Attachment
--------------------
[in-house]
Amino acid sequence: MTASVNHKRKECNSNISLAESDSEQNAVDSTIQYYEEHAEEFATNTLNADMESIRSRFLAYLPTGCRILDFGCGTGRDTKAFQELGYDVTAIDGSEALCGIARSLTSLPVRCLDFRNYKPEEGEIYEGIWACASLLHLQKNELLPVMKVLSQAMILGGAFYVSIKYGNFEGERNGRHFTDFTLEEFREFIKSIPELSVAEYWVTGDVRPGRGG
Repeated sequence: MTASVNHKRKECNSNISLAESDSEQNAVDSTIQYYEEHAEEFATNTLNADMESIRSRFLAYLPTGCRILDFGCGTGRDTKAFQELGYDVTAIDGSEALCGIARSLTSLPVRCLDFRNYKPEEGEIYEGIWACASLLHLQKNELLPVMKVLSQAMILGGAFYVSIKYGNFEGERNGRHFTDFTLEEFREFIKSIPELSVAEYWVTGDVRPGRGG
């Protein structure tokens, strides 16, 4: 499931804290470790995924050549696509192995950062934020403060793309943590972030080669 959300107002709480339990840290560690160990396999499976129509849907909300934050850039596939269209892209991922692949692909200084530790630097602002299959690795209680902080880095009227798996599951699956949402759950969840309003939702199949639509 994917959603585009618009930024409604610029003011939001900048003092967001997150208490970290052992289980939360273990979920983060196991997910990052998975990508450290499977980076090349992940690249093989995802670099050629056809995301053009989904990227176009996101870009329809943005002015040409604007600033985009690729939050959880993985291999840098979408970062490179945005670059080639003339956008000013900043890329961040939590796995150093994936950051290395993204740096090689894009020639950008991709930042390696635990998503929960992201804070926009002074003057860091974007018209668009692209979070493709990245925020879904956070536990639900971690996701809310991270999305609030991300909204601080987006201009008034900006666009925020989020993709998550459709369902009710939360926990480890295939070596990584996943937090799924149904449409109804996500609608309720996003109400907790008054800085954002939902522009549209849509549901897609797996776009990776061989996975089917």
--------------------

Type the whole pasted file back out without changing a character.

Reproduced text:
[in-house]
Amino acid sequence: MTASVNHKRKECNSNISLAESDSEQNAVDSTIQYYEEHAEEFATNTLNADMESIRSRFLAYLPTGCRILDFGCGTGRDTKAFQELGYDVTAIDGSEALCGIARSLTSLPVRCLDFRNYKPEEGEIYEGIWACASLLHLQKNELLPVMKVLSQAMILGGAFYVSIKYGNFEGERNGRHFTDFTLEEFREFIKSIPELSVAEYWVTGDVRPGRGG
Repeated sequence: MTASVNHKRKECNSNISLAESDSEQNAVDSTIQYYEEHAEEFATNTLNADMESIRSRFLAYLPTGCRILDFGCGTGRDTKAFQELGYDVTAIDGSEALCGIARSLTSLPVRCLDFRNYKPEEGEIYEGIWACASLLHLQKNELLPVMKVLSQAMILGGAFYVSIKYGNFEGERNGRHFTDFTLEEFREFIKSIPELSVAEYWVTGDVRPGRGG
């Protein structure tokens, strides 16, 4: 499931804290470790995924050549696509192995950062934020403060793309943590972030080669 959300107002709480339990840290560690160990396999499976129509849907909300934050850039596939269209892209991922692949692909200084530790630097602002299959690795209680902080880095009227798996599951699956949402759950969840309003939702199949639509 994917959603585009618009930024409604610029003011939001900048003092967001997150208490970290052992289980939360273990979920983060196991997910990052998975990508450290499977980076090349992940690249093989995802670099050629056809995301053009989904990227176009996101870009329809943005002015040409604007600033985009690729939050959880993985291999840098979408970062490179945005670059080639003339956008000013900043890329961040939590796995150093994936950051290395993204740096090689894009020639950008991709930042390696635990998503929960992201804070926009002074003057860091974007018209668009692209979070493709990245925020879904956070536990639900971690996701809310991270999305609030991300909204601080987006201009008034900006666009925020989020993709998550459709369902009710939360926990480890295939070596990584996943937090799924149904449409109804996500609608309720996003109400907790008054800085954002939902522009549209849509549901897609797996776009990776061989996975089917």